Did Jesus die for all sins including the sin of unbelief? If not then are you saying that your belief makes up for your previous sin? No! Jesus died for all the sins of those he came to save, including the sin of unbelief.

    You said, "Following this logic, God made Adam to sin. Adam did not sin on his own."

    Are you then saying that God was taken by surprise by Adam's choice? That before God created the world he did not know with certainty how the Adam He created would respond? If God already knows the certain outcome then it was his will. Otherwise he could have created a world with a different senario.

    I cannot believe the logic here. You're saying it was God's will that Adam sinned. It absolutely was not. Just because it did happen doesn't mean God wanted it to happen. When it did, God already had a plan, the "revelation of the mystery kept secret since the world began" to RECTIFY mankind's mistake. It's a different thing to say it was in God's permissive will. Different scenario? God gave man freewill. How is that not obvious? In the OT, God laments at our great propensity for sin and thus flooded the world.

    Mark 13:10
    And the gospel must first be preached to all the nations.

    Luke 2:10
    Then the angel said to them, “Do not be afraid, for behold, I bring you good tidings of great joy which will be to all people.

    Luke 2:38
    And coming in that instant she gave thanks to the Lord, and spoke of Him to all those who looked for redemption in Jerusalem.

    Luke 24:47
    and that repentance and remission of sins should be preached in His name to all nations, beginning at Jerusalem.

    Romans 5:18
    Therefore, as through one man’s offense judgment came to all men, resulting in condemnation, even so through one Man’s righteous act the free gift came to all men, resulting in justification of life.

    Romans 10:12
    For there is no distinction between Jew and Greek, for the same Lord over all is rich to all who call upon Him.

    Romans 16:26
    but now made manifest, and by the prophetic Scriptures made known to all nations, according to the commandment of the everlasting God, for obedience to the faith—

    Hebrews 5:9
    And having been perfected, He became the author of eternal salvation to all who obey Him,

    It's very clear in the scriptures that the gospel is to be preached to ends of the Earth and that it is open to all. The unregenerate man cannot reconcile himself to God and does not know how. When someone is receptive to the gospel and responds to God through the Holy Spirit's conviction of sin, the Father draws them to Christ. Why? That is the only way to the Father. But, of course, many will gird themselves further in their sin and not repent. To say that God only draws a few people to Christ to the exclusion of many many others is incongruous with the Word of God. You must let Scripture interpret Scripture. The existence of the gift of salvation and the facilitation is entirely God's work. But, we must simply respond to it and believe in the gospel through faith in Jesus Christ.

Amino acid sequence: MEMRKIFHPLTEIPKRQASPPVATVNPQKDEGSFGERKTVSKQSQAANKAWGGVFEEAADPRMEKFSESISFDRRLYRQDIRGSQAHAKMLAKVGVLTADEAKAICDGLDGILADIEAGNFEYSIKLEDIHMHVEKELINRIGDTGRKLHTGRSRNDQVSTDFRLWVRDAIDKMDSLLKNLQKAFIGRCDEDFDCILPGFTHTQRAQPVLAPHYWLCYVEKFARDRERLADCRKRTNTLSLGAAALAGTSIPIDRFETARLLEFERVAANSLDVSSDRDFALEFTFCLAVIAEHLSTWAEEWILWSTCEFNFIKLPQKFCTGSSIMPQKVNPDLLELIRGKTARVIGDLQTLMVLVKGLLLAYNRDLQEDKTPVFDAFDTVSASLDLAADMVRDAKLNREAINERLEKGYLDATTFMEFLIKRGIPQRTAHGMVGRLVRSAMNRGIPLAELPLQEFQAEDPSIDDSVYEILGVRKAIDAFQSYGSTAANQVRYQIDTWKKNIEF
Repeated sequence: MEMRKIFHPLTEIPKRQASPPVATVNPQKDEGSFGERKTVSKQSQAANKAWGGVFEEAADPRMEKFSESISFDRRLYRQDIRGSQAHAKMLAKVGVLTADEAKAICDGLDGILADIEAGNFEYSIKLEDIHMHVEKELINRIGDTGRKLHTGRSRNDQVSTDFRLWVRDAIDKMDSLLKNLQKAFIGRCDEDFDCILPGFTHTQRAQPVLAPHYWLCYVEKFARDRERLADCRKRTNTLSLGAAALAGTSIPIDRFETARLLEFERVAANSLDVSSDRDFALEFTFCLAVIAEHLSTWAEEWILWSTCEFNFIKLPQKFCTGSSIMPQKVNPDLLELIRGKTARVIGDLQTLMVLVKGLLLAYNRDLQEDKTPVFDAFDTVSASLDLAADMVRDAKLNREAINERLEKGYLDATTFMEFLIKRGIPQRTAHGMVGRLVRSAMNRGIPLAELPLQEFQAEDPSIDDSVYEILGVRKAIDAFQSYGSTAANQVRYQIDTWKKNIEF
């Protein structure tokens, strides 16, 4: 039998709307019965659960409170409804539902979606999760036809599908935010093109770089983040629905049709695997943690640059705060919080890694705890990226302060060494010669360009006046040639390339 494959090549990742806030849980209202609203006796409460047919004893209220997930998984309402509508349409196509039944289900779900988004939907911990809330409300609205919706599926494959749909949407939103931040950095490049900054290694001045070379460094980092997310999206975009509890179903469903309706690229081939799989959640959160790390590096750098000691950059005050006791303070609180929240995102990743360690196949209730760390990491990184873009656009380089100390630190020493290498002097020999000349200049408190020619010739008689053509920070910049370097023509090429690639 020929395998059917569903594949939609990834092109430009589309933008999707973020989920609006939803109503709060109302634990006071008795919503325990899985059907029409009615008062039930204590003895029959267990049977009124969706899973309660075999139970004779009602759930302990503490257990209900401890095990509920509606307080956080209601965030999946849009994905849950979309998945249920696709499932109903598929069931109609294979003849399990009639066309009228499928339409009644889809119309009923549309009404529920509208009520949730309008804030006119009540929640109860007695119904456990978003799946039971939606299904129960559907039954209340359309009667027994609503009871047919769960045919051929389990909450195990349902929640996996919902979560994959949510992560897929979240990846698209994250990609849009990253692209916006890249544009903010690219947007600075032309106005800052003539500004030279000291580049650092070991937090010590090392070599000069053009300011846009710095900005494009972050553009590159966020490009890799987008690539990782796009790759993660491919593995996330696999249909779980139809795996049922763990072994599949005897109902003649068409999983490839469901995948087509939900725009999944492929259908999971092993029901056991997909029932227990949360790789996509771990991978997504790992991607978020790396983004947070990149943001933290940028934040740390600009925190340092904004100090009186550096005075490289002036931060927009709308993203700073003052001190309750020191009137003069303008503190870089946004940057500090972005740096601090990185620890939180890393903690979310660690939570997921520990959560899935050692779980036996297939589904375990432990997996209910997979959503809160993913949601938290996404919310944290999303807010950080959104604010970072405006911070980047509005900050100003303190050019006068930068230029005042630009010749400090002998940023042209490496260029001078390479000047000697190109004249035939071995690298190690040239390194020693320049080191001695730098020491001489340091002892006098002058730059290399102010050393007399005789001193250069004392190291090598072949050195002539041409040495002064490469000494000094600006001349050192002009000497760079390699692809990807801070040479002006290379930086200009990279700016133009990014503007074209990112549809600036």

First I wanted to thank the people posting here for all the interesting insights.

    My wife (a new believer) is in a real faith crisis due to John 6:44. I know scripture does not contradict itself so I must be understanding this wrong and so I'm unable to help her.

    If John 6:44 means that a person is unable to come to Christ unless the Father "wakes" them up, doesn't that logically mean that we have no choice or free will to accept or reject the gospel? Isn't that contradicting the Scripture which clearly teaches that we DO have free will.

    How can a perfectly just God hold a person accountable if the person does not get too choose?

    Didn't evil enter the world BECAUSE of human free will which lead to Adam's rebellion?

    If God did not really intend to give humans free will, why then allow evil? If we don't have a choice than why not create a perfect world that will stay perfect and avoid the fall in the first place?

    If we don't have free will (and are organic robots) than our love is not genuine, right? I always understood that God took the pain in allowing evil (the cost for our free will) and than overcoming evil at a great price to Him, specifically so a genuine relationship could exist between Creator and creation. A relationship that is not forced or involuntary.

    I'm not a Calvinist or Arminian, I'm simply confused and really need help from my learned brothers in Christ. Please help. God Bless You.

    P.S. while doing research on this subject I found this page that I think makes some valid points, maybe it might be of help to some in their research:

    http://www.bible.ca/ef/expository-john-6-44.htm

    Though I am Calvinistic, there is a flaw in Brian's paper.

    His summarizes John 6:44 as follows (I renamed the terms for simplicity):
    A = Able to come.
    D = Drawn by the Father.
    R = Risen on the last day by Christ.

    (~G -> ~A) ^ R

    Yet, assuming this is a universal proposition (which it is), this would be written as such (forgive my lack of inverted 'A' for the universal symbol):

    Ax((~Dx -> ~Ax) ^ Rx)

    Yet this would indicate the following:

    For everyone, ([if they are not drawn by the father then they will not come] and they will be raised on the last day).